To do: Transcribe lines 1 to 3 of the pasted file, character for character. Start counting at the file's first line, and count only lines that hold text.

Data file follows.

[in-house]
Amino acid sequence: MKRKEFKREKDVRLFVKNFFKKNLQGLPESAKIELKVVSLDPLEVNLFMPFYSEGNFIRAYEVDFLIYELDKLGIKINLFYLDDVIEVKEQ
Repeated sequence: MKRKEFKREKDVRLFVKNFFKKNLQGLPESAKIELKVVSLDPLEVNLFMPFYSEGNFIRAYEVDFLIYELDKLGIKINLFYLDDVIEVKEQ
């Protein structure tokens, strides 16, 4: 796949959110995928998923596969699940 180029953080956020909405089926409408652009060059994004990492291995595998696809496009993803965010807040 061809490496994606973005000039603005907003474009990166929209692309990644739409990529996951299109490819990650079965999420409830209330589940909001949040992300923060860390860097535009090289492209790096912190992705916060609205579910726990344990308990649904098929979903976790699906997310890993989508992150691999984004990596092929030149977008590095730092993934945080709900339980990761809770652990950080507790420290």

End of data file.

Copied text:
[in-house]
Amino acid sequence: MKRKEFKREKDVRLFVKNFFKKNLQGLPESAKIELKVVSLDPLEVNLFMPFYSEGNFIRAYEVDFLIYELDKLGIKINLFYLDDVIEVKEQ
Repeated sequence: MKRKEFKREKDVRLFVKNFFKKNLQGLPESAKIELKVVSLDPLEVNLFMPFYSEGNFIRAYEVDFLIYELDKLGIKINLFYLDDVIEVKEQ